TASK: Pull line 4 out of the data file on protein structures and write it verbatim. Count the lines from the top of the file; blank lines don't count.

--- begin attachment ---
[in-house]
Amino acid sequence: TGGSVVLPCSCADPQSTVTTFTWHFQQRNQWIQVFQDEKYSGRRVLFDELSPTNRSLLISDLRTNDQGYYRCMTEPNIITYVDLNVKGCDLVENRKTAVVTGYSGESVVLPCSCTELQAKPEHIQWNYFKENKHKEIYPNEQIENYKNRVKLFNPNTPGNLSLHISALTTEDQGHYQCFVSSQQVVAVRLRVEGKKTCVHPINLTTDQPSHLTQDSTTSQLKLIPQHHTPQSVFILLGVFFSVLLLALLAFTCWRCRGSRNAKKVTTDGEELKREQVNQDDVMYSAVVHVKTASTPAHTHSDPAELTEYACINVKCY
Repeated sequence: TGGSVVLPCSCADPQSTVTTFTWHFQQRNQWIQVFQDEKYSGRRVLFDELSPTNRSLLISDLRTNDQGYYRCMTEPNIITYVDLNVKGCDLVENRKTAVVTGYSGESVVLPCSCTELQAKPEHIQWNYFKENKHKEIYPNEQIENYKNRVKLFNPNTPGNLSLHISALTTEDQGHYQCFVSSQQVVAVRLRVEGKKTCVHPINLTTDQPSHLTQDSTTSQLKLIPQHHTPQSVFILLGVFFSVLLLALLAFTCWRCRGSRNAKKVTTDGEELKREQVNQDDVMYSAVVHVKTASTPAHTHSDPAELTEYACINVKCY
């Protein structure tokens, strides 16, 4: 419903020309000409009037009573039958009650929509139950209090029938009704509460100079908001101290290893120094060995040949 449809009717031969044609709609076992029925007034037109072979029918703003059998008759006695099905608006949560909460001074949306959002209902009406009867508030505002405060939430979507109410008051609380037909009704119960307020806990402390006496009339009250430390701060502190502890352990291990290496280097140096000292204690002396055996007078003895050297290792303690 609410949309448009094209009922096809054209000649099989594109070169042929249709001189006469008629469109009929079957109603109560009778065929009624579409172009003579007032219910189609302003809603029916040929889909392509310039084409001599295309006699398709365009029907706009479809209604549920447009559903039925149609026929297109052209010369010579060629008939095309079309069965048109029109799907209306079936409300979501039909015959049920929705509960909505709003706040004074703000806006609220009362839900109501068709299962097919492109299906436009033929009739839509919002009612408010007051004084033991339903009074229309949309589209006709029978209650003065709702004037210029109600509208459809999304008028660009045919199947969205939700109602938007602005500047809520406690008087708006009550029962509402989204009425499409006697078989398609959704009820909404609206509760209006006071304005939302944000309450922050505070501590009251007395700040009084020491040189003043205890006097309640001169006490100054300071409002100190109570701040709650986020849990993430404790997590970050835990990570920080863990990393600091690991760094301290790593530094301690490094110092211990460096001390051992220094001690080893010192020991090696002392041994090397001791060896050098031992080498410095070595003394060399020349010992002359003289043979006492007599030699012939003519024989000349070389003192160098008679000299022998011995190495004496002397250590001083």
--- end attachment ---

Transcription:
């Protein structure tokens, strides 16, 4: 419903020309000409009037009573039958009650929509139950209090029938009704509460100079908001101290290893120094060995040949 449809009717031969044609709609076992029925007034037109072979029918703003059998008759006695099905608006949560909460001074949306959002209902009406009867508030505002405060939430979507109410008051609380037909009704119960307020806990402390006496009339009250430390701060502190502890352990291990290496280097140096000292204690002396055996007078003895050297290792303690 609410949309448009094209009922096809054209000649099989594109070169042929249709001189006469008629469109009929079957109603109560009778065929009624579409172009003579007032219910189609302003809603029916040929889909392509310039084409001599295309006699398709365009029907706009479809209604549920447009559903039925149609026929297109052209010369010579060629008939095309079309069965048109029109799907209306079936409300979501039909015959049920929705509960909505709003706040004074703000806006609220009362839900109501068709299962097919492109299906436009033929009739839509919002009612408010007051004084033991339903009074229309949309589209006709029978209650003065709702004037210029109600509208459809999304008028660009045919199947969205939700109602938007602005500047809520406690008087708006009550029962509402989204009425499409006697078989398609959704009820909404609206509760209006006071304005939302944000309450922050505070501590009251007395700040009084020491040189003043205890006097309640001169006490100054300071409002100190109570701040709650986020849990993430404790997590970050835990990570920080863990990393600091690991760094301290790593530094301690490094110092211990460096001390051992220094001690080893010192020991090696002392041994090397001791060896050098031992080498410095070595003394060399020349010992002359003289043979006492007599030699012939003519024989000349070389003192160098008679000299022998011995190495004496002397250590001083």